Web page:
In the wake of all these developments, some Israeli artists came to us in a show of solidarity. We decided to establish a working relationship with them, to protect Palestinian art and artists through them. We organized a joint exhibition at the end of 1981. At the time, they refused to call us Palestinians: we were instead referred to as "Arab artists from the West Bank." They even rejected the name of "occupied territories" on the invitation cards. In 1984, we had another exhibition. This time, with their agreement, we used the name "Palestinian" and the title of the exhibition was "For Freedom of Expression." The next year, we had another exhibition, calling for an end to occupation and with the title "Stop the Occupation - For a Palestinian State." Every year, the tone grew progressively stronger. It is interesting to note that, at the time, the work of Israeli artists was more political than ours. Our main concern was to show good art.

Now let us go back to the Nakba. You started talking about the development of the artist's thought relating to people's causes. You mentioned Ismail Shammout, who had the most important impact on the painting of the Nakba and also documented the Palestinian history of art.
I think the reason is that Ismail Shammout was himself a refugee. He was old enough to know what was happening. He had studied art before the Nakba happened. He became a refugee, lost his lands and lived in a refugee camp. For him, to be a refugee was a physical reality. His work was inspired from his experience. His political ideas were with the people who started the PLO. They were in Egypt and he met with Arafat, Abu Jihad - he was one of the group. There were other artists who lived the experience, like Mustafa Hallaj, Kamal Bullata (from Jerusalem), Ibrahim Hazzimeh, to mention only a few.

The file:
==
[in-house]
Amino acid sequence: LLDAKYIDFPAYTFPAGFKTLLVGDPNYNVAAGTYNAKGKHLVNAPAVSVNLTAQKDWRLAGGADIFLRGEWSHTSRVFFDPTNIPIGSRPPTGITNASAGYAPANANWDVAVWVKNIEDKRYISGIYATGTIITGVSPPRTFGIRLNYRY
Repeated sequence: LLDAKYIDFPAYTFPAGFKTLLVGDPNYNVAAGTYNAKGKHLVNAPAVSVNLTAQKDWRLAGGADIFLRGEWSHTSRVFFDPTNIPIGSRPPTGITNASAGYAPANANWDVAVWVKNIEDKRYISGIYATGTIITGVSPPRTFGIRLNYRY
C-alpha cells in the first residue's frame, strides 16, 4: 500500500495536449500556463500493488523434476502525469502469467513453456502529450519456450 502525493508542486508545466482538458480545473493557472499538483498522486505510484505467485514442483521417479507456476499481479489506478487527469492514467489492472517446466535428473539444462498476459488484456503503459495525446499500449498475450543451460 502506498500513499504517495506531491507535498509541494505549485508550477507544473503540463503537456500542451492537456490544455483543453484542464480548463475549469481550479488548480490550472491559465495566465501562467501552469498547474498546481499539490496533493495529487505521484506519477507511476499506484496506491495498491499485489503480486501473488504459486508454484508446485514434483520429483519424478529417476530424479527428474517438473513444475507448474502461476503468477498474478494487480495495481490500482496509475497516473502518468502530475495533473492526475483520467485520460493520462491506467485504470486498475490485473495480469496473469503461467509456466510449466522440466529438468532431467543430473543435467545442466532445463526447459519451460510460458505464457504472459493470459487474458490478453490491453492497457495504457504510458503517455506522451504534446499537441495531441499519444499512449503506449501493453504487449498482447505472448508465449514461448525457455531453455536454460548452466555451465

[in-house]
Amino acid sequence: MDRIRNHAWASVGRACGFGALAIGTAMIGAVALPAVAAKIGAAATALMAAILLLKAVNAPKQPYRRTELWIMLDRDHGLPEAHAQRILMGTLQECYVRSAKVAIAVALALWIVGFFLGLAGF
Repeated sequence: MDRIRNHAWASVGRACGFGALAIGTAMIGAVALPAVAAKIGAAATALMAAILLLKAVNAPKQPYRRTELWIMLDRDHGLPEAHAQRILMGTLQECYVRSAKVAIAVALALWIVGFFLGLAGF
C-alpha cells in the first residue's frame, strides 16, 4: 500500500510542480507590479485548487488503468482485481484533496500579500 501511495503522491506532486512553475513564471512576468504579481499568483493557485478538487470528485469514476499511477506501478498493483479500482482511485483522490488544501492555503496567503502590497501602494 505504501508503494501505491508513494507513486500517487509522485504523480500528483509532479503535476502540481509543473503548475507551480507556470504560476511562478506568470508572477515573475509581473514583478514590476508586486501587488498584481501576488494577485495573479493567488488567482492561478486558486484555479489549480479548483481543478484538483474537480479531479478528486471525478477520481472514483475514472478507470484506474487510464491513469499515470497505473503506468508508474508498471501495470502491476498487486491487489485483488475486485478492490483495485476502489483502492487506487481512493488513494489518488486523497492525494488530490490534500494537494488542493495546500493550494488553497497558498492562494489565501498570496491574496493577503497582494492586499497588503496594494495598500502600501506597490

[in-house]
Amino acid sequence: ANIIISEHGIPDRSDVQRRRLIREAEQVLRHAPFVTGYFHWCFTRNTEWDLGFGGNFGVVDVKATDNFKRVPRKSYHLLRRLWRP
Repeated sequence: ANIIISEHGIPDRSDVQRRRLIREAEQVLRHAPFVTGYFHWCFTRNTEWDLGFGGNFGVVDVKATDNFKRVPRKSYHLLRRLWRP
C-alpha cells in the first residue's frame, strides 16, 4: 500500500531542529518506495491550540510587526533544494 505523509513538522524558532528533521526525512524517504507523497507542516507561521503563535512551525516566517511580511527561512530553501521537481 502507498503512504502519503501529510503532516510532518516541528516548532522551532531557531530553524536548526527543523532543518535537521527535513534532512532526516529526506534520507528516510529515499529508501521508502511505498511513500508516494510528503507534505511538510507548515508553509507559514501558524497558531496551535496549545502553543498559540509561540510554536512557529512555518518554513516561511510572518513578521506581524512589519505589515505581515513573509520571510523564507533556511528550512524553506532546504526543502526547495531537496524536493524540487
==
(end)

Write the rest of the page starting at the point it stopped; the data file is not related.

Do you think their works managed to introduce the Nakba to the rest of the world?
I can't say to the whole world, but certainly to the Arab world and to a certain degree to the Islamic world. Ismail Shammout's works were taken in the early 1950s to the UN and, I think, it was the first time that the Nakba was shown in such an international context.
Most importantly, Palestinian art affected the Palestinian masses many of whom had not experienced the Nakba first hand, so it was important to create an awareness. We tried to reach the people through realistic art. We wanted our work to have an impact so we painted works that people could understand and relate to, from Nakba to occupation. We wanted people to move and to be moved by our works and to take a stand. Our paintings aimed mostly at the creation of a national identity.